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View Full Version : Anyone know where I can find 7.5x53 ammo?


Sev89
May 4th, 2012, 01:56 PM
Long story short, I'll be picking up an 1889 Schmidt rubin tomorrow :D With this in mind, would anyone happen to know if anybody still makes commercial loads, or has it fallen into the realm of impossible to find?

coopermania
May 4th, 2012, 02:01 PM
http://www.sportsmansguide.com/net/cb/60-rds-swiss-mil-75-x-55-ammo.aspx?a=119309

http://www.ammunitiontogo.com/index.php/cName/rifle-ammo-75x55-swiss

MilsurpDan
May 4th, 2012, 02:34 PM
Long story short, I'll be picking up an 1889 Schmidt rubin tomorrow :D With this in mind, would anyone happen to know if anybody still makes commercial loads, or has it fallen into the realm of impossible to find?

The common 7.5x55 which is fired in the more "modern" swiss rifles like the K31 and 1911 models is easy to find like the above links but the 7.5x53 in the earlier 1889 models is no longer loaded as far as my knowledge goes. I think I remember reading somewhere on the internet that some people resize brass and make their own loads for the 1889 models which is probably your only route

coopermania
May 4th, 2012, 02:42 PM
I am into the books now, I see what you mean Dan. Give me a few minutes. Dan is this the straight rimmed case that looks like a 45/70 ? 7,5 x 53,5R Rubin ?
Sev do you reload ?

MilsurpDan
May 4th, 2012, 02:51 PM
I am into the books now, I see what you mean Dan. Give me a few minutes. Dan is this the straight rimmed case that looks like a 45/70 ? 7,5 x 53,5R Rubin ?
Sev do you reload ?

Yes I believe so. I've never come into contact with the 7.5x53.5 ammuntion and I do not own a swiss M1889 but I found some more information about the cartridge on this website

http://www.swissrifles.com/ammo/index.html#7.5

coopermania
May 4th, 2012, 03:04 PM
This is what i have found, It seems to be a easy fix to get new brass for this rifle.
Also maybe someone has 7.5 once fired brass that is on this fourm

Re: 7.5 x 53.5 ammo and reloading #1 [-]

Ammo for the Model 1889 is pretty much in the "collectible" category now. Hard to find, often pricey, and not necessarily "sure-fire". It's also mercuric primed and cases should not be reloaded.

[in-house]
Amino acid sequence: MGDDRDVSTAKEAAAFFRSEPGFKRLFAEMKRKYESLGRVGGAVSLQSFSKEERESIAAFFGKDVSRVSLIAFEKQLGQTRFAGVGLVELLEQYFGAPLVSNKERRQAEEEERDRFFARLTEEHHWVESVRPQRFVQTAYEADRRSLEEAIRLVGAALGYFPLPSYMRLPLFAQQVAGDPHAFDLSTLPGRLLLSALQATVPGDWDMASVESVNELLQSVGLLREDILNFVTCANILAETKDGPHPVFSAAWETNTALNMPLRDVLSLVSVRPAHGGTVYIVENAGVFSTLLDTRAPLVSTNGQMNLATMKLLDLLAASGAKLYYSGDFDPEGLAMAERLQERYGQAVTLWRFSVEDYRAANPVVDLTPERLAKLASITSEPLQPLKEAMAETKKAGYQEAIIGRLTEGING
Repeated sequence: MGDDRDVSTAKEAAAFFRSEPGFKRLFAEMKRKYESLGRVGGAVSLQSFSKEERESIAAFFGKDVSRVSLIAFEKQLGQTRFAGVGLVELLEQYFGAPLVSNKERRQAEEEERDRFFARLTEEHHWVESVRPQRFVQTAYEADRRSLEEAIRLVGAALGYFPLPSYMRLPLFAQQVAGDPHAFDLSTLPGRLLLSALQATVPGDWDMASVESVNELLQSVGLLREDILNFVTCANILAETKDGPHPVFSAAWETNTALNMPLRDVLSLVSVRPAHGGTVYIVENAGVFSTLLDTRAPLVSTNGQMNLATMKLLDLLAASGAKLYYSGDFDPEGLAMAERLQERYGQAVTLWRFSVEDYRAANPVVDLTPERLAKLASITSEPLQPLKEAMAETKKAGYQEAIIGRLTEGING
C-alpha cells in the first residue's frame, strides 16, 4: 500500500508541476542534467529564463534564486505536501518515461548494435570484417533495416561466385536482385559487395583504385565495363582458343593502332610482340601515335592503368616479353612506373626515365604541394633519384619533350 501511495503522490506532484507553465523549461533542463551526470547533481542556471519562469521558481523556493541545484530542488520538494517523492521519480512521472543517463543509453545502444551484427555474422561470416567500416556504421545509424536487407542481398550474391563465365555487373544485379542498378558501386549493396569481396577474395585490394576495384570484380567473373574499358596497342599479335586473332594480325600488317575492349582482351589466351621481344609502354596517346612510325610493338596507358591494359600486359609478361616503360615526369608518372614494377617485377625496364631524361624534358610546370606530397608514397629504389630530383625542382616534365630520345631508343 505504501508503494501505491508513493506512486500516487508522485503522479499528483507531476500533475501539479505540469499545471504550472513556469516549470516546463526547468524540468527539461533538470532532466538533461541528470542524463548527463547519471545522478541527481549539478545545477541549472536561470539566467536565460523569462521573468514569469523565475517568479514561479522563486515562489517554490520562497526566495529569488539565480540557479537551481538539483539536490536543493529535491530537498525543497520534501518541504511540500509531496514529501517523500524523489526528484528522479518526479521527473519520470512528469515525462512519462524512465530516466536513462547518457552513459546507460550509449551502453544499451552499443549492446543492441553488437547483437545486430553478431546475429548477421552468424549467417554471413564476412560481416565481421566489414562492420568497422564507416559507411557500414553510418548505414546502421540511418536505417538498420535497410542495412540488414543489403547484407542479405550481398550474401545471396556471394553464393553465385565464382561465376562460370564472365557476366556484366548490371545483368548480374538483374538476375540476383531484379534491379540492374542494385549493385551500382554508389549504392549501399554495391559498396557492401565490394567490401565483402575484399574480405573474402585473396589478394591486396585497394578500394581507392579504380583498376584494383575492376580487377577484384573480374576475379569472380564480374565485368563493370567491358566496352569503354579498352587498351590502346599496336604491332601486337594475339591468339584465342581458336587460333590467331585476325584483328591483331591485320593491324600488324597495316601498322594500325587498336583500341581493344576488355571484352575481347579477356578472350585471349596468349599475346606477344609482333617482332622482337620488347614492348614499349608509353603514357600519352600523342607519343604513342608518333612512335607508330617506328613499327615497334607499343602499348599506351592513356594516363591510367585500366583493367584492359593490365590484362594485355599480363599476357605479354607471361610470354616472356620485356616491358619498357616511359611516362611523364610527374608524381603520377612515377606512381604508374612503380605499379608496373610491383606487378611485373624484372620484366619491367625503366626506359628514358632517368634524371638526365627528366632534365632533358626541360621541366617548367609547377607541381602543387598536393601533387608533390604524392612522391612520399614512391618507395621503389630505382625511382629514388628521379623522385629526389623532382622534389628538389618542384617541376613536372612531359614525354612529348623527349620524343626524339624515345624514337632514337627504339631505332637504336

Modern 7.5x55 cases can be trimmed to 54.5mm and used for the 1889. Use .308" bullets, ordinary 7.5x55 dies, and .30/40 Krag load data.

Be prepared for substantial blow-by with lighter loads of slow powders, thanks to the wide chamber neck designed for paper-patch ammo. Best results are likely with long bullets seated deeply and moderate charges of medium-fast rifle powders like RL-7 and 4198

Sev89
May 4th, 2012, 04:16 PM
I knew I'd have to get into reloading at some point, now I have the perfect excuse to do so! Definitely going the resizing route once I start getting reloading stuff together. I'll be posting pics of the rifle sometime tomorrow :D

coopermania
May 4th, 2012, 04:49 PM
Sounds like a plan, Good Luck, I would be tempted to slug the barrel and see if i could find a inexpensive mold and cast some bullets for it. That would make it cheap to shoot.

Sev89
May 4th, 2012, 10:20 PM
I'll go ahead and ask now, I know nothing when it comes to reloading, what kinda reloading kit should I look for? I've never done it before and I'd like to find something that won't break the bank

coopermania
May 4th, 2012, 10:32 PM
A good investment would be a rcbs rockchucker combo kit is a excellent start.
lower end would be a lee single stage kit. lee dies are reasonable to buy also. You can ask here for used equipment for sale or look online. A good way to start is to buy a beginners loading manual from maybe Lyman or Lee reloading then give it a good read and figure out what you want to spend and go from there. Ask on these fourms for help also.

Sev89
May 5th, 2012, 02:25 PM
Alright, picked the rifle an hour ago, upon taking it apart, I discovered the firing pin is broken, that shouldn't be hard to replace so I won't fret over it. Is there a way to find out when this particular rifle was made? :u

MilsurpDan
May 5th, 2012, 08:41 PM
Alright, picked the rifle an hour ago, upon taking it apart, I discovered the firing pin is broken, that shouldn't be hard to replace so I won't fret over it. Is there a way to find out when this particular rifle was made? :u

Try checking out this website. Scroll down to the bottom of the page with the M1889 rifle section and you should be able to find out the manufacture date based on the serial number. Hope this helps

http://www.radix.net/~bbrown/schmidt_rubin.html#m1889

Sev89
May 6th, 2012, 10:19 AM
As promised, pictures :D

Anybody know what the purpose of the numbers stamped on the underside of the barrel are for? Also, is it normal for these rifles to not have an import mark? I've looked over every inch of it multiple times and I can't find anything.

MilsurpDan
May 6th, 2012, 01:47 PM
Great looking M1889 Sev89!

Sev89
May 7th, 2012, 09:19 AM
Thanks Dan :D

LostSoul
May 7th, 2012, 03:26 PM
Very nice! I want one.

yellowsled
May 7th, 2012, 03:28 PM
thats pretty.